NNOMY News July 13 2020: Militarized eSports and Military Recruitment


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NNOMYnews 1048: July 13 2020: Militarized eSports and Military Recruitment

In this moment of the Coronavirus, the Pentagon's recruiting efforts at national public high schools have stopped as schools are closed in the traditional peak time for recruiters as school ends for the summer. Looking to expand the military recruitment efforts online, the military has turned to engaging in online gaming, much of it military themed, and increasing their outreach on other platforms where youth are to be found like social media.




U.S. Army Turns to Esports for Recruitment

Cheddar - The coronavirus has changed many things, and one of those surprising changes is the way the u-s army does its recruiting. The army has launched Army Esports, and has a team of soldiers that compete in esports tournaments as a way to engage young people and hopefully recruit them to consider careers with the U.S. Army. Sergeant First Class Christopher Jones, General Manager of U.S. Army Esports, joined Cheddar to discuss.

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 Visitors play video games inside a semitrailer belonging to the U.S. Army Recruiting Command's esports team during the Association of the U.S. Army's Annual Meeting and Exposition in Washington, D.C, Oct. 14, 2019. The command plans to create a cyber esports team and roll out autonomous recruiting operations, which will increase the mobility of recruiters with a larger social media presence. (Sean Kimmons)


Army recruiters pushing more into digital world

Sean Kimmons, Army News Service - The command sees the esports arena, where millions play video games or watch other gamers, as an emerging method to reach out to youth compared to traditional ways.

In its first nine months after being stood up last fiscal year, the esports team generated about 4,000 leads as its Soldiers competed online or during live events. In the first quarter of this fiscal year, the team doubled that number with 8,000 leads.

The team expects to see 24,000 leads by Sept. 30 2020.

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 A U.S. Marine recruiter with Recruiting Station Dallas converses with an attendee during Ultimatum II, a Smash Ultimate Tournament hosted by Esports Stadium Arlington, in Arlington, Texas, December 27, 2019. (U.S. Marine Corps/Cpl. Desmond Andrews).


As Military Recruiters Embrace Esports, Marine Corps Says it Won't Turn War into a Game

Hope Hodge Seck / Military.com - When the Army kicked off its esports team in late 2018, it had 7,000 applicants for just 16 spots. Team members now stream their gameplay around the clock on Twitch, Discord, Rivals, Mixer and Facebook, generating leads and having conversations with members of the "Gen Z" target recruitable population long after the recruiting offices are closed for the day.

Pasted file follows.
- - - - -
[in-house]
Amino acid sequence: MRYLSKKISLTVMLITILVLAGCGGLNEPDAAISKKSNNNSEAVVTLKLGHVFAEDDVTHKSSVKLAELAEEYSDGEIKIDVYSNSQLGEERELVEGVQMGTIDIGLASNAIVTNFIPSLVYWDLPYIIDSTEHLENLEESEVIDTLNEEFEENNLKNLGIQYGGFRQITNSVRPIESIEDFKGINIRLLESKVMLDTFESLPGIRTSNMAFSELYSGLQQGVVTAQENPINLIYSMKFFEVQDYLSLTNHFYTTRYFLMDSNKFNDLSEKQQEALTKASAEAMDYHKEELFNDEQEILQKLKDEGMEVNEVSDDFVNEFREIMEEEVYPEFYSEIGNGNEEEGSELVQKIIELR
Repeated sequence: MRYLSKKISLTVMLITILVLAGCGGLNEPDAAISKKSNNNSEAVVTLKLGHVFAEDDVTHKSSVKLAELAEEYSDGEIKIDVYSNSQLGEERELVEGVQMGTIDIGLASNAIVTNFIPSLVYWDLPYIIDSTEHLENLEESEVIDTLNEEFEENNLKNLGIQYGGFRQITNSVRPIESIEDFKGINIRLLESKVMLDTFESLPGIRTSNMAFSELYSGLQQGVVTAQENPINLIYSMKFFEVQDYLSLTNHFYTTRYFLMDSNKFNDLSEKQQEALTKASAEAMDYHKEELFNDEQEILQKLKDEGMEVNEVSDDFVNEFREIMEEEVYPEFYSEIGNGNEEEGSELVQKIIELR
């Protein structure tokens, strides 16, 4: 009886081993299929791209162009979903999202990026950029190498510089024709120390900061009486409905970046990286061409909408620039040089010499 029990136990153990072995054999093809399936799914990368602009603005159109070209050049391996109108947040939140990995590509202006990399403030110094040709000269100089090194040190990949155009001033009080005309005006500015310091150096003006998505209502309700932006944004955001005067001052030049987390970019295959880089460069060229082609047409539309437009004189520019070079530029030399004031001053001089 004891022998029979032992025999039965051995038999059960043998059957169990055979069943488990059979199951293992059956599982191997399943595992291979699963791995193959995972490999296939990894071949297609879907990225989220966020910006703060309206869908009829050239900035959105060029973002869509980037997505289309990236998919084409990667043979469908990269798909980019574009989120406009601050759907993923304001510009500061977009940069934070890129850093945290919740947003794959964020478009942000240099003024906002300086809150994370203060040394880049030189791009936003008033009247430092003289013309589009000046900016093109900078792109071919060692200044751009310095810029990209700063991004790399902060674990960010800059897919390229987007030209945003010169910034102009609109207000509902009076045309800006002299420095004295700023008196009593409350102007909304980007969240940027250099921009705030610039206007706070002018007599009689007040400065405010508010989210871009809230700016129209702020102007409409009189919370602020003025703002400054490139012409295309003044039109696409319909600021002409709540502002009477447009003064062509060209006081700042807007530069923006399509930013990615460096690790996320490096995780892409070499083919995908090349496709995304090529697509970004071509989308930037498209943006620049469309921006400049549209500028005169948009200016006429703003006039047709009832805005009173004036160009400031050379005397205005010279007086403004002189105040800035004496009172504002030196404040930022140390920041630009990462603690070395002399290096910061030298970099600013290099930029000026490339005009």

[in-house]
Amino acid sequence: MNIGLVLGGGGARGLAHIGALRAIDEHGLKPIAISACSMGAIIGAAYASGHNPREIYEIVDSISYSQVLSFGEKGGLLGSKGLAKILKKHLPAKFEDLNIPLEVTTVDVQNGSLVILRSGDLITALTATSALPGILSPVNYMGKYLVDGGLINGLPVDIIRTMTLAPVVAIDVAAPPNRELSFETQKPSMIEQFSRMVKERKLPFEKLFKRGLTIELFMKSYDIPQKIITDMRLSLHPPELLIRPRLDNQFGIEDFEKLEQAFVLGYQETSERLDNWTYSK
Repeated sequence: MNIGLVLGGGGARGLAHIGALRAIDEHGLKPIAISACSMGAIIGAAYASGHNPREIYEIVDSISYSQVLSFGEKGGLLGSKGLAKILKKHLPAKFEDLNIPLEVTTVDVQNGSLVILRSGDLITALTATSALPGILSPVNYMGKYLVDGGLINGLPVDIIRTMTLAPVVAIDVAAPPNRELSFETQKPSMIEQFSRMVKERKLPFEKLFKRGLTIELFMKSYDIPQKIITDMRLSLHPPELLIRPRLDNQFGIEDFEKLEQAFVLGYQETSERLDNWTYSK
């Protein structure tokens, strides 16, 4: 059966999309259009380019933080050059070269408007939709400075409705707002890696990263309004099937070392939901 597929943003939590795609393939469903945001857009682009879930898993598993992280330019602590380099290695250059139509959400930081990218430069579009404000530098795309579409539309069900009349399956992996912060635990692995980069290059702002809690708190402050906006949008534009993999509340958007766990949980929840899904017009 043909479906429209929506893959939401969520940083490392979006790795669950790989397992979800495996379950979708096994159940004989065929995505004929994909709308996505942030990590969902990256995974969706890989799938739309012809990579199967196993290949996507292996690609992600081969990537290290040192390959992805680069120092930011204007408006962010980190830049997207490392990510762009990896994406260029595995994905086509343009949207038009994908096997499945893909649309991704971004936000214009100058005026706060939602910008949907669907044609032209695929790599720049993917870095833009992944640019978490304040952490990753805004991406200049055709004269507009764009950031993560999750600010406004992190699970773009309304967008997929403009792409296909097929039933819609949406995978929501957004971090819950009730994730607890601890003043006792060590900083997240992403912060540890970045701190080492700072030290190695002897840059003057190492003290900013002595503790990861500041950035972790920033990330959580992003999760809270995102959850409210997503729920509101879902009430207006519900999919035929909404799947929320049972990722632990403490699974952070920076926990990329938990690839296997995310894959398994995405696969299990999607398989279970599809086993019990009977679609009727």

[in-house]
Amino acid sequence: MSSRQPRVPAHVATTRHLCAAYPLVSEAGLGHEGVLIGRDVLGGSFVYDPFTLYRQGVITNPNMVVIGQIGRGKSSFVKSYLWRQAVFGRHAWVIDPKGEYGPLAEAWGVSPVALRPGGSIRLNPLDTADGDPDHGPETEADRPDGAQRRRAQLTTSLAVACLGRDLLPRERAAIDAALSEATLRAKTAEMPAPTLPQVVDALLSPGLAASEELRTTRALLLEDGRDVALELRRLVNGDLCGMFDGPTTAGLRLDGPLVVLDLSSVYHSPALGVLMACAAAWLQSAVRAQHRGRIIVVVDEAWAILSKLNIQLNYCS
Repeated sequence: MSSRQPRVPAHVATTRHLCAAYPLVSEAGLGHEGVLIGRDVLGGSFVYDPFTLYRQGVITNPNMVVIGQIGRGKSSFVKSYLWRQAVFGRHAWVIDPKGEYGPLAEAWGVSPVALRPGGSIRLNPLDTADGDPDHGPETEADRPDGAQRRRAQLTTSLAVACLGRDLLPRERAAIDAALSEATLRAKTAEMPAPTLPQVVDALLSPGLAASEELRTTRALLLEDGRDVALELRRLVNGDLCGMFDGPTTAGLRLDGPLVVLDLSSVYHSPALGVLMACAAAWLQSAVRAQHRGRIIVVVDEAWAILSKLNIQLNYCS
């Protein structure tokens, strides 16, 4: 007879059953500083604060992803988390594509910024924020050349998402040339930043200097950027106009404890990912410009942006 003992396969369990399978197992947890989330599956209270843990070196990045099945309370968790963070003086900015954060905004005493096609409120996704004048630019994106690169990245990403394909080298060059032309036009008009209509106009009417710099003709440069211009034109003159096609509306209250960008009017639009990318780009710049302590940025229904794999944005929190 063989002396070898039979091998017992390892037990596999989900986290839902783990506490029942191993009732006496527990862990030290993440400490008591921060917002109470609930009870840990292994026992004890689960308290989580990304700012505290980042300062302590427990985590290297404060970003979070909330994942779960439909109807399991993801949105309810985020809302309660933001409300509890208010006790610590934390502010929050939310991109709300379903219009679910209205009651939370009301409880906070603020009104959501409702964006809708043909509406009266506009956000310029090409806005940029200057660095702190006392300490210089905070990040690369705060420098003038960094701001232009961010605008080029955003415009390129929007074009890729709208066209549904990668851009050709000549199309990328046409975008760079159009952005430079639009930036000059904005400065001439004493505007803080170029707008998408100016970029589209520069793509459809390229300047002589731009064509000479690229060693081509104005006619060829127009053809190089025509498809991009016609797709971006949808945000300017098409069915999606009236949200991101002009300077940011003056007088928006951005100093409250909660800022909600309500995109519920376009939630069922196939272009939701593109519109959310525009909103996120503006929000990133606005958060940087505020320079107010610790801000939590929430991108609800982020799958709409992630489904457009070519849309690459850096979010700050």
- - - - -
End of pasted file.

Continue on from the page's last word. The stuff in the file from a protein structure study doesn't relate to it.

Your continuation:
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Opt Out and Student lists

"Opt Out" refers to the process defined in the No Child Left Behind Act (NCLB), later reformed by the Obama administration into the Every Student Succeeds Act (ESSA), in which a student’s parent or legal guardian can choose to withhold the student’s contact information (name, address, and telephone number) from being released by their school district or school to military recruiters.

Students who are age 18 or older are eligible to opt themselves out. 1 Once an opt-out request is submitted to the school by letter or form, the law states that the school cannot release the student’s contact information to recruiters unless written permission is given by a parent, legal guardian, or the student who is 18 or older.2 A different opt-out request can be sent to the Joint Advertising and Marketing Research Studies headquarters (JAMRS), where information is constantly being collected from other sources by the Department of Defense and given to military recruiters. If a student is 18 or older, they can submit the JAMRS opt-out request. If they are younger than 18, it must be done by their parent or legal guardian.

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New Publication: Counter-Recruitment Campaigns Internationally

Countering the Militarisation of Youth / War Resisters' International -  WRI's new booklet, Countering Military Recruitment: Learning the lessons of counter-recruitment campaigns internationally, is out now. The booklet includes examples of campaigning against youth militarisation across different countries with the contribution of grassroot activists.

Download the PDF




Once Again, the US Military Wants Your Kids

Jonah Walters / Jacobin Magazine - Military recruiters understand that widespread joblessness is good for enlistment. They celebrate the arrival of “Sergeant Hard Times,” recognizing that misery is the best motivator.

The corona virus crisis has been a double-edged sword for military recruitment in the United States. On the one hand, the tightening of the labor market contributed to higher rates of retention than the Army brass expected, meaning that many soldiers decided to reenlist this spring rather than pursue civilian employment when their terms of service expired. On the other hand, recruiting stations across the country have had to shut down to comply with social distancing guidelines, limiting recruiters’ access to young people and inhibiting the “kneecap-to-kneecap” conversations recruiters widely acknowledge to be essential to their work.

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